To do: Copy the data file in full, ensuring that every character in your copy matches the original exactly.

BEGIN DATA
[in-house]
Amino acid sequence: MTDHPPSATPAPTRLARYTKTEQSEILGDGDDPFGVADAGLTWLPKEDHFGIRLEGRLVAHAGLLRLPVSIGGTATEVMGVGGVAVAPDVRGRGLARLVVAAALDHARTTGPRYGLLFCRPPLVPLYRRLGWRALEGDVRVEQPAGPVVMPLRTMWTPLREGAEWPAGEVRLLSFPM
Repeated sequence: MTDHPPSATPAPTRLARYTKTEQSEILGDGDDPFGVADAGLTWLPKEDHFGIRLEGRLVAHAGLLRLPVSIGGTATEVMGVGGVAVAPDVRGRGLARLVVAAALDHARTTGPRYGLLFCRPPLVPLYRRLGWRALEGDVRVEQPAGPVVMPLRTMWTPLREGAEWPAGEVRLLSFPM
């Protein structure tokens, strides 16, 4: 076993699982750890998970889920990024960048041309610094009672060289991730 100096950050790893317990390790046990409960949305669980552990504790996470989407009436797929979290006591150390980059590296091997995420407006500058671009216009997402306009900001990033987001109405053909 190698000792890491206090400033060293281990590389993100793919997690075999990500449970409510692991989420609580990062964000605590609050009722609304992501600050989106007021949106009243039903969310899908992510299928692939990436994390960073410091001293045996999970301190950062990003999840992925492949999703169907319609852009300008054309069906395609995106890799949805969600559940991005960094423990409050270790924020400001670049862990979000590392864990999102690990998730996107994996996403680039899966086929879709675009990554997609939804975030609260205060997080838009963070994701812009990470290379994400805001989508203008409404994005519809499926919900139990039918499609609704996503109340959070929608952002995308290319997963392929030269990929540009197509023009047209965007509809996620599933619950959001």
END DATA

[in-house]
Amino acid sequence: MTDHPPSATPAPTRLARYTKTEQSEILGDGDDPFGVADAGLTWLPKEDHFGIRLEGRLVAHAGLLRLPVSIGGTATEVMGVGGVAVAPDVRGRGLARLVVAAALDHARTTGPRYGLLFCRPPLVPLYRRLGWRALEGDVRVEQPAGPVVMPLRTMWTPLREGAEWPAGEVRLLSFPM
Repeated sequence: MTDHPPSATPAPTRLARYTKTEQSEILGDGDDPFGVADAGLTWLPKEDHFGIRLEGRLVAHAGLLRLPVSIGGTATEVMGVGGVAVAPDVRGRGLARLVVAAALDHARTTGPRYGLLFCRPPLVPLYRRLGWRALEGDVRVEQPAGPVVMPLRTMWTPLREGAEWPAGEVRLLSFPM
């Protein structure tokens, strides 16, 4: 076993699982750890998970889920990024960048041309610094009672060289991730 100096950050790893317990390790046990409960949305669980552990504790996470989407009436797929979290006591150390980059590296091997995420407006500058671009216009997402306009900001990033987001109405053909 190698000792890491206090400033060293281990590389993100793919997690075999990500449970409510692991989420609580990062964000605590609050009722609304992501600050989106007021949106009243039903969310899908992510299928692939990436994390960073410091001293045996999970301190950062990003999840992925492949999703169907319609852009300008054309069906395609995106890799949805969600559940991005960094423990409050270790924020400001670049862990979000590392864990999102690990998730996107994996996403680039899966086929879709675009990554997609939804975030609260205060997080838009963070994701812009990470290379994400805001989508203008409404994005519809499926919900139990039918499609609704996503109340959070929608952002995308290319997963392929030269990929540009197509023009047209965007509809996620599933619950959001």